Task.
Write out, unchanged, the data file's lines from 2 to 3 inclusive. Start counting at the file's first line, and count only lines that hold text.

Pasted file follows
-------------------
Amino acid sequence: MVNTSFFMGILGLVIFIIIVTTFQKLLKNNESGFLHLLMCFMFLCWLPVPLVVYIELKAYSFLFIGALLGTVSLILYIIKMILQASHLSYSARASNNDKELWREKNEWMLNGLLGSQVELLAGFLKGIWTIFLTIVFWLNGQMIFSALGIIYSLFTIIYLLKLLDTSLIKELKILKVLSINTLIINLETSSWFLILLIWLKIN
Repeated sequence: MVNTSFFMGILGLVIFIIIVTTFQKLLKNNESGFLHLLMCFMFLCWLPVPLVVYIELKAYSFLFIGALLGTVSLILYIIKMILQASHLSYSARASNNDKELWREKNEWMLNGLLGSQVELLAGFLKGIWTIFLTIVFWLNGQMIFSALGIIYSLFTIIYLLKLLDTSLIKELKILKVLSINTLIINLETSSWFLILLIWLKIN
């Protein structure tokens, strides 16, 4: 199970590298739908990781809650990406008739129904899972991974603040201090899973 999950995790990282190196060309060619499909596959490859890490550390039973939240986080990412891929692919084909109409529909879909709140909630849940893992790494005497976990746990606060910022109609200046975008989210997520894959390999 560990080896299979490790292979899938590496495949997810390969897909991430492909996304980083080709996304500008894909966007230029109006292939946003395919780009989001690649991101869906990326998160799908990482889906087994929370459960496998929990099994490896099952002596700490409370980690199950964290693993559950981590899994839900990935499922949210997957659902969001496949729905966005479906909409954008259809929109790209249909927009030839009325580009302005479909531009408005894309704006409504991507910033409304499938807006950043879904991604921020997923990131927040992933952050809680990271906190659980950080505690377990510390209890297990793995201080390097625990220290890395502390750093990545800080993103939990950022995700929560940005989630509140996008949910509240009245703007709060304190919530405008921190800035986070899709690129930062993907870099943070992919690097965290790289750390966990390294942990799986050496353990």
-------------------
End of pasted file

Repeated sequence: MVNTSFFMGILGLVIFIIIVTTFQKLLKNNESGFLHLLMCFMFLCWLPVPLVVYIELKAYSFLFIGALLGTVSLILYIIKMILQASHLSYSARASNNDKELWREKNEWMLNGLLGSQVELLAGFLKGIWTIFLTIVFWLNGQMIFSALGIIYSLFTIIYLLKLLDTSLIKELKILKVLSINTLIINLETSSWFLILLIWLKIN
């Protein structure tokens, strides 16, 4: 199970590298739908990781809650990406008739129904899972991974603040201090899973 999950995790990282190196060309060619499909596959490859890490550390039973939240986080990412891929692919084909109409529909879909709140909630849940893992790494005497976990746990606060910022109609200046975008989210997520894959390999 560990080896299979490790292979899938590496495949997810390969897909991430492909996304980083080709996304500008894909966007230029109006292939946003395919780009989001690649991101869906990326998160799908990482889906087994929370459960496998929990099994490896099952002596700490409370980690199950964290693993559950981590899994839900990935499922949210997957659902969001496949729905966005479906909409954008259809929109790209249909927009030839009325580009302005479909531009408005894309704006409504991507910033409304499938807006950043879904991604921020997923990131927040992933952050809680990271906190659980950080505690377990510390209890297990793995201080390097625990220290890395502390750093990545800080993103939990950022995700929560940005989630509140996008949910509240009245703007709060304190919530405008921190800035986070899709690129930062993907870099943070992919690097965290790289750390966990390294942990799986050496353990």